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OpenText today released Cloud Edition 20.4, which gives users broader development tools to integrate the company's content services into multi-cloud, multivendor application stacks. It also expands the capabilities of OpenText's digital experience platform.
A new OpenText Developer Cloud integrates developer tools previously specific to different OpenText cloud applications into one services platform, and consolidates access and authorization for apps across all OpenText services. The Developer Cloud also offers training documentation, blogs, code snippets, and access to the developer community.
OpenText Experience Cloud added a host of AI tools for managing data input to the platform and delivering personalized content, as well as media management and voice of the customer features. OpenText Content Cloud features new tools to manage integrations with SAP, Microsoft and Salesforce applications.
Many components of the release reflect OpenText CEO Mark Barrenechea's efforts over the last few years to open up OpenText's technology so it can better integrate with other vendors' applications, and to enable customers to mix and match his company's cloud services with others from tech giants such as AWS and Google.
Some of OpenText customers are still tied to on-premises IT deployments because they are tied to legacy systems, or are conservative in nature. Yet OpenText has to keep up with the rest of the tech world's cloud-first trend, Forrester Research analyst Nick Barber said.
"It's about enabling customers to bring their own stack -- or bring their own features and capabilities -- versus buying [one vendor's] entire stack," Barber said, noting that many companies often have content management, marketing automation and e-commerce from three different vendors. "The value there is stitching those things together."
The product releases came in conjunction with the OpenText World virtual user event.
Carbonite acquisition bears fruit
Despite the coronavirus pandemic, OpenText's complex product roadmap remained mostly intact this year. A few things moved up in priority because of the acceleration of digital commerce and the world's massive overnight transition to remote work, said Muhi Majzoub, executive vice president and chief product officer at OpenText.
Nick BarberAnalyst, Forrester Research
Immediately after the pandemic shut down in-person business, the company integrated digital signatures for documents, Majzoub said. Previously, it had been available in certain applications such as Documentum and Core Share, a document collaboration tool. The service enables customers to deploy e-signatures in applications outside of the OpenText ecosystem, too.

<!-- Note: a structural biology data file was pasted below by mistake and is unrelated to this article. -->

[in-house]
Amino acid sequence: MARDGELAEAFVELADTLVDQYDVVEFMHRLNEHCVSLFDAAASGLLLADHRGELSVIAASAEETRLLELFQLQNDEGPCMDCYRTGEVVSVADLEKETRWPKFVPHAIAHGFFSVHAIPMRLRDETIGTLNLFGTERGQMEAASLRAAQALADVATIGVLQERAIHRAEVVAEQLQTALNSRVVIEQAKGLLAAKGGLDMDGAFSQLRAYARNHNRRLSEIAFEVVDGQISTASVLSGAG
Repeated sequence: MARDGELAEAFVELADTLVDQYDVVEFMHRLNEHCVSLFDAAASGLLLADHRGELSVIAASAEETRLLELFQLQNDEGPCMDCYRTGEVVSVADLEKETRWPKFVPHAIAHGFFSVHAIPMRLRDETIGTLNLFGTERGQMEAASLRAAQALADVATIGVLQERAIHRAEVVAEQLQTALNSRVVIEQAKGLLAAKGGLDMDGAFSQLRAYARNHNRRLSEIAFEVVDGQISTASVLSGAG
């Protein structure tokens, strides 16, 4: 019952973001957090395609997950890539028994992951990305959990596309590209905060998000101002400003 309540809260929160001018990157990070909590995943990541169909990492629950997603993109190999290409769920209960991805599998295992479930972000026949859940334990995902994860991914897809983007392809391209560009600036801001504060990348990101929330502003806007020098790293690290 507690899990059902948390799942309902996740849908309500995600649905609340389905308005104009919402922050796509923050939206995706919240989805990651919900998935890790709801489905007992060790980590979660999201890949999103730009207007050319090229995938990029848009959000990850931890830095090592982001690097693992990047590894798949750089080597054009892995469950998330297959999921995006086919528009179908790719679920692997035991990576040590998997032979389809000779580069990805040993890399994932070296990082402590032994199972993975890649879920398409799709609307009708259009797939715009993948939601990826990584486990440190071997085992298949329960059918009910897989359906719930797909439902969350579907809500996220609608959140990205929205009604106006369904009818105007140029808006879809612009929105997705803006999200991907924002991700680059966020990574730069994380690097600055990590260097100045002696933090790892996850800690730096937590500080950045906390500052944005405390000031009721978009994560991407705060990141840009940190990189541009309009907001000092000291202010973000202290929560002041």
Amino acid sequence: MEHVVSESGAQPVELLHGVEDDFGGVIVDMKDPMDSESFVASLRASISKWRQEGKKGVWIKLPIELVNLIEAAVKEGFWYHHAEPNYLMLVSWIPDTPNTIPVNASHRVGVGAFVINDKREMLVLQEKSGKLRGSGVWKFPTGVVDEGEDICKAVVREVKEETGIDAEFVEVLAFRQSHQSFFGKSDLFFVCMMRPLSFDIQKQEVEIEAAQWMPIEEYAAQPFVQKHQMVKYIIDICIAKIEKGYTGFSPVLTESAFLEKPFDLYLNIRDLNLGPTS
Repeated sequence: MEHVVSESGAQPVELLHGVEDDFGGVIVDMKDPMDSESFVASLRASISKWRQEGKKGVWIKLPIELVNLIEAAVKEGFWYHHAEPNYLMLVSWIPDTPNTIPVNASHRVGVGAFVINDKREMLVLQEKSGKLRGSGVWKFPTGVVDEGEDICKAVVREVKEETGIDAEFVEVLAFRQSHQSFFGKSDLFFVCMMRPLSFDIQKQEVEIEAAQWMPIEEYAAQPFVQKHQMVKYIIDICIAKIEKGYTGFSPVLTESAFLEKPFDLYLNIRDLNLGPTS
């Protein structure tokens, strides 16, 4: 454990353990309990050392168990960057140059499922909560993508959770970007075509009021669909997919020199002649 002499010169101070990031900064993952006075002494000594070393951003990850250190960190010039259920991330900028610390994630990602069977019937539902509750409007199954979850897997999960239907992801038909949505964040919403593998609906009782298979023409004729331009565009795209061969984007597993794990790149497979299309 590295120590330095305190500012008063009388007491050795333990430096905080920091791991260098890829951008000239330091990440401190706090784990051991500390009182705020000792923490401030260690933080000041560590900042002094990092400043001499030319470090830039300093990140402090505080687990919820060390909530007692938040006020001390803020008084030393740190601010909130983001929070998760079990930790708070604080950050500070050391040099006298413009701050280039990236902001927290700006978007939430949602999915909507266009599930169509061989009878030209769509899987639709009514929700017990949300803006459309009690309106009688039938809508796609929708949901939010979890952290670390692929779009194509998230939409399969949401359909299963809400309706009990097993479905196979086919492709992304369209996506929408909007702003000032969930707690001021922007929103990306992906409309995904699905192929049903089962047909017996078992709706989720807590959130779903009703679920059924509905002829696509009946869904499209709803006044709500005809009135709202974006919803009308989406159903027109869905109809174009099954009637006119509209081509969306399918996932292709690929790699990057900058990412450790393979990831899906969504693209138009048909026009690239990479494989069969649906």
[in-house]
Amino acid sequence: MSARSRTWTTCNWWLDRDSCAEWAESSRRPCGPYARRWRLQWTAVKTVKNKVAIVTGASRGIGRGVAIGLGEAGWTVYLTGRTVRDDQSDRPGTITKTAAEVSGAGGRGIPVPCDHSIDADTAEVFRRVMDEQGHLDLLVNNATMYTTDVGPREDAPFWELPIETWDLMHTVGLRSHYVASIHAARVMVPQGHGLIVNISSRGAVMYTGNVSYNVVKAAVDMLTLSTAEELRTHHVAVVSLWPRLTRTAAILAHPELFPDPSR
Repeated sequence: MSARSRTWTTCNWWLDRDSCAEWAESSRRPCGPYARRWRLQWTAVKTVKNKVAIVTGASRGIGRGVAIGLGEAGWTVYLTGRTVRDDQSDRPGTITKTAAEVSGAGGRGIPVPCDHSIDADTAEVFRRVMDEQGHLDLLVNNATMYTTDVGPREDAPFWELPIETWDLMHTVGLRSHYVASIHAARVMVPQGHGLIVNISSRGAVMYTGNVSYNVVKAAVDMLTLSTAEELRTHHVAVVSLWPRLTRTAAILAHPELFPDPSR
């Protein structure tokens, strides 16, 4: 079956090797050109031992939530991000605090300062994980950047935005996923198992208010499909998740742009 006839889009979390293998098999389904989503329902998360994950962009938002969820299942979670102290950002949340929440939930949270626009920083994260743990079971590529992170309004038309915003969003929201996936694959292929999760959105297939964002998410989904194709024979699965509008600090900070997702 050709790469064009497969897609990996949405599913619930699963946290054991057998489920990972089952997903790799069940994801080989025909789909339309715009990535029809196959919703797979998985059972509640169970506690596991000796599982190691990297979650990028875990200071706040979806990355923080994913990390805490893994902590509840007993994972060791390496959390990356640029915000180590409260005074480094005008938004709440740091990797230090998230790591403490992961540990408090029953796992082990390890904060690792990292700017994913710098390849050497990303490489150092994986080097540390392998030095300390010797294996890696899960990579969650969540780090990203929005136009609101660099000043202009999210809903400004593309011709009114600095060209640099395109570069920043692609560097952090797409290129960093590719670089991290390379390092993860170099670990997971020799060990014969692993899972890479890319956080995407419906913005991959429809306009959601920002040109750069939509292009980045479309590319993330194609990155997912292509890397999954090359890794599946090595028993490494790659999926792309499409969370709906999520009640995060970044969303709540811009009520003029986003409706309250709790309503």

"When the lockdown began in March and we and all our customers went home and became virtual workers, we felt the need to accelerate delivering a standalone e-signature product and microservice," Majzoub said. "Customers were building applications and needed that service."
Also higher in the mix were endpoint security management and backup tools created from OpenText's $1.42 billion Carbonite acquisition in January. Majzoub said that OpenText itself pushed out the tools to all employees when the pandemic sent workers home. Another acquisition that took place a little over a month later, XMedius, manifested in new OpenText cloud voice, unified communications, text and fax-over-internet features to enable remote work collaboration and customer communications.
While OpenText scaled both of those vendors' previous offerings to bigger enterprise scale for its existing customer base, Forrester's Barber said OpenText can use Carbonite to court new users.
"It's not surprising that OpenText is eyeing that lucrative midmarket space," he said, adding that companies such as Adobe and Sitecore have turned their attention to medium-sized companies recently, as well as prospects for their respective customer experience platforms.
Some supply chain application support features moved up in the roadmap because of how the pandemic realigned business priorities, Majzoub said. One app in particular (see image, below) maps the progress of order delivery; B2B users of OpenText systems can transmit real-time data, pegged to a map, to their customers.
New tools mine vertical business
OpenText also released a vertical-specific SaaS information modeling tool for the construction industry in Content Cloud, following previous releases of life sciences data management tools.
Other large tech vendors such as Salesforce and Oracle are moving into verticals with new offerings, to simplify adoption of their technologies by addressing challenges common to an industry. Majzoub said many of OpenText's vertical-specific products are developed jointly with large customers, and then generalized for others in that sector.
"We had been in life sciences; that's one of the main reasons we acquired Documentum," Majzoub said, noting that some of the products OpenText released sprung from co-development projects with drug makers Novartis and Merck. "We have similar activities in construction, and oil and gas."